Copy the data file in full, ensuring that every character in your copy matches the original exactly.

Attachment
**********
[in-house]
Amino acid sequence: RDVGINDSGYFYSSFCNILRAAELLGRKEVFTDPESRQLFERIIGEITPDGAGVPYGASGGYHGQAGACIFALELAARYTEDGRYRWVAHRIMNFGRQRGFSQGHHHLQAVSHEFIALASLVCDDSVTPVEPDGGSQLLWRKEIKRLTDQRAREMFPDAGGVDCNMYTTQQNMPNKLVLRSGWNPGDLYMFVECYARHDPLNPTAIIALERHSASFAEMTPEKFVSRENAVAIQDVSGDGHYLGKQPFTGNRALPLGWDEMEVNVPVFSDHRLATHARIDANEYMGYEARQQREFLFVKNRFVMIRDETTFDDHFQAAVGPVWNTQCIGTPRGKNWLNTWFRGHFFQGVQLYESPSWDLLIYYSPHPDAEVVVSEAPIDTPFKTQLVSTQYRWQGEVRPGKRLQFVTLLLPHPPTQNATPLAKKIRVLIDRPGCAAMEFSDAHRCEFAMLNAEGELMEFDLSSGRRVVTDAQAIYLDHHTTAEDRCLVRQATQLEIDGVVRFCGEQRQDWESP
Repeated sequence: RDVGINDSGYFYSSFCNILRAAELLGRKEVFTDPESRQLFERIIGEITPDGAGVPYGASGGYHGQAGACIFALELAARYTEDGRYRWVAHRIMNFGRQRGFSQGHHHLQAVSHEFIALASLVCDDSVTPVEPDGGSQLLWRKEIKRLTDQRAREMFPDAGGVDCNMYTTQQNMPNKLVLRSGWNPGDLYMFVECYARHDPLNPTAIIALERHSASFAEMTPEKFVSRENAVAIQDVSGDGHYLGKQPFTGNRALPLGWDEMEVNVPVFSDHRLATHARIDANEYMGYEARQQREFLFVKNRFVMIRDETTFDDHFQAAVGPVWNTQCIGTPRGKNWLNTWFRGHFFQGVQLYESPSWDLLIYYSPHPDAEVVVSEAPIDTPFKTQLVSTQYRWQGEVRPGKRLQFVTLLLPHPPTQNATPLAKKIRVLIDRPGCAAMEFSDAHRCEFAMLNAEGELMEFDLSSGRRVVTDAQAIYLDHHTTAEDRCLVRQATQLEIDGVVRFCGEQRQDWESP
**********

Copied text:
[in-house]
Amino acid sequence: RDVGINDSGYFYSSFCNILRAAELLGRKEVFTDPESRQLFERIIGEITPDGAGVPYGASGGYHGQAGACIFALELAARYTEDGRYRWVAHRIMNFGRQRGFSQGHHHLQAVSHEFIALASLVCDDSVTPVEPDGGSQLLWRKEIKRLTDQRAREMFPDAGGVDCNMYTTQQNMPNKLVLRSGWNPGDLYMFVECYARHDPLNPTAIIALERHSASFAEMTPEKFVSRENAVAIQDVSGDGHYLGKQPFTGNRALPLGWDEMEVNVPVFSDHRLATHARIDANEYMGYEARQQREFLFVKNRFVMIRDETTFDDHFQAAVGPVWNTQCIGTPRGKNWLNTWFRGHFFQGVQLYESPSWDLLIYYSPHPDAEVVVSEAPIDTPFKTQLVSTQYRWQGEVRPGKRLQFVTLLLPHPPTQNATPLAKKIRVLIDRPGCAAMEFSDAHRCEFAMLNAEGELMEFDLSSGRRVVTDAQAIYLDHHTTAEDRCLVRQATQLEIDGVVRFCGEQRQDWESP
Repeated sequence: RDVGINDSGYFYSSFCNILRAAELLGRKEVFTDPESRQLFERIIGEITPDGAGVPYGASGGYHGQAGACIFALELAARYTEDGRYRWVAHRIMNFGRQRGFSQGHHHLQAVSHEFIALASLVCDDSVTPVEPDGGSQLLWRKEIKRLTDQRAREMFPDAGGVDCNMYTTQQNMPNKLVLRSGWNPGDLYMFVECYARHDPLNPTAIIALERHSASFAEMTPEKFVSRENAVAIQDVSGDGHYLGKQPFTGNRALPLGWDEMEVNVPVFSDHRLATHARIDANEYMGYEARQQREFLFVKNRFVMIRDETTFDDHFQAAVGPVWNTQCIGTPRGKNWLNTWFRGHFFQGVQLYESPSWDLLIYYSPHPDAEVVVSEAPIDTPFKTQLVSTQYRWQGEVRPGKRLQFVTLLLPHPPTQNATPLAKKIRVLIDRPGCAAMEFSDAHRCEFAMLNAEGELMEFDLSSGRRVVTDAQAIYLDHHTTAEDRCLVRQATQLEIDGVVRFCGEQRQDWESP